When I travel to New Orleans, there’s a certain homeless person I like to say hello to. He always makes me smile and he never asks me for anything. He’ll say, “It ain’t gonna cost you nothing to come say hello. I ain’t gonna rob you!” I then walk over and say hello and he puts a smile on my face. Except on a recent trip he called me over and said, “You know I never ask for nothing, but could you go in there and buy me an orange juice and sandwich? I’m about to curl up on my cardboard and I’m hungry.”
When I handed him his dinner, he hugged me and thanked me. He then asked, “You know what I’d change about the world?” My mind began to think of any number of answers. No more homelessness. No more hunger. No more devaluing people. No more selfishness. But before I could decide on an answer, he grabbed my shoulder, looked up at the sky, smiled a big toothless grin, and said, “Absolutely nothing!” He laughed, thanked me again and walked away.
I thought about his answer as I walked back to my hotel. Here’s a man, for whatever reason, is sleeping on a cardboard mat on the streets of downtown New Orleans and is exposed to the elements constantly, and he wouldn’t change a thing. Even though he has absolutely nothing to his name, he has found a way to be content. He’s learned to choose joy instead of bitterness over his situation. It’s a lesson we all could learn.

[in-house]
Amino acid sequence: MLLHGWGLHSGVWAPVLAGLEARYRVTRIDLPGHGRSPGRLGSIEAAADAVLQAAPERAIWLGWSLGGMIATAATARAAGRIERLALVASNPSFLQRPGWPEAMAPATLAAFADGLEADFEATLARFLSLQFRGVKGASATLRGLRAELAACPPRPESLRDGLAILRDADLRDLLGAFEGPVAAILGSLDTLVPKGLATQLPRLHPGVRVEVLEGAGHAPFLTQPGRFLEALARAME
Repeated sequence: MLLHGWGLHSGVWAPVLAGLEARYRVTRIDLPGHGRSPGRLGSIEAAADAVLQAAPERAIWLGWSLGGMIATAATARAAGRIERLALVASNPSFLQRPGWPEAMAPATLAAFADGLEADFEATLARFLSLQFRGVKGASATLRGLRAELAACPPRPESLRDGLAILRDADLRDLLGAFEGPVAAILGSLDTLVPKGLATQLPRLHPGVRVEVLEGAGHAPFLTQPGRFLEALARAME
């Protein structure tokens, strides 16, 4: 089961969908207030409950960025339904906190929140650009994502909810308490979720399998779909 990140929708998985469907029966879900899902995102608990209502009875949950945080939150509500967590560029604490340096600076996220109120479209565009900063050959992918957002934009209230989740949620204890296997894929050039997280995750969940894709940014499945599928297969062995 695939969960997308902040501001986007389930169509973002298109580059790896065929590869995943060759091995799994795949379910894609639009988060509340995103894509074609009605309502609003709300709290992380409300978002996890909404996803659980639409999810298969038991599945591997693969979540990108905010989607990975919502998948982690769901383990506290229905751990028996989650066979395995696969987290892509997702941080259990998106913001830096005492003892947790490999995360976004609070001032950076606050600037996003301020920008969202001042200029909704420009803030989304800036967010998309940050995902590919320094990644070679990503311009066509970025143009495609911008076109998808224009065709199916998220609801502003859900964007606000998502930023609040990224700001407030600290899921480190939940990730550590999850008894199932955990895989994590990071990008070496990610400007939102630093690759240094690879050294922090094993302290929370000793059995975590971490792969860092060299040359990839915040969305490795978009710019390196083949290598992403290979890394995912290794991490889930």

Paul learned that secret and told us about it in Philippians 4:12. He said, “I know how to live on almost nothing or with everything. I have learned the secret of living in every situation, whether it is with a full stomach or empty, with plenty or little” (NLT). That secret is choosing the joy of contentment with where God has you. That joy gives us the strength to endure whatever comes our way. It takes us from being a victim of life to a victor over our situation. Don’t try to change your world. Change your attitude. The next verse tells us we can. “For I can do everything through Christ, who gives me strength.”
Throwback Thursday is a feature I’m using to help build some margin into my schedule to pursue other ventures. Each Thursday I’ll be bringing you a previously written devotional that still speaks encouragement to us from God’s Word.
If you grew up in church, you’ve heard the phrase, “Rejoice in the Lord.” You’re probably not sure what it is, how to do it or why, but the Bible consistently tells us to do it. It simply means to find your contentment in the Lord no matter what you’re going through. I believe it’s one of the greatest tools God gave us to fight with when the enemy attacks your mind. His goal is not to get you to worship him as much as it is to create discontentment between you and God. If he can get you to blame God for the bad things in your life, then you won’t rejoice in the Lord. Paul said it best in Philippians 4:12, “I have learned this secret, so that anywhere, at any time, I am content” (GNT).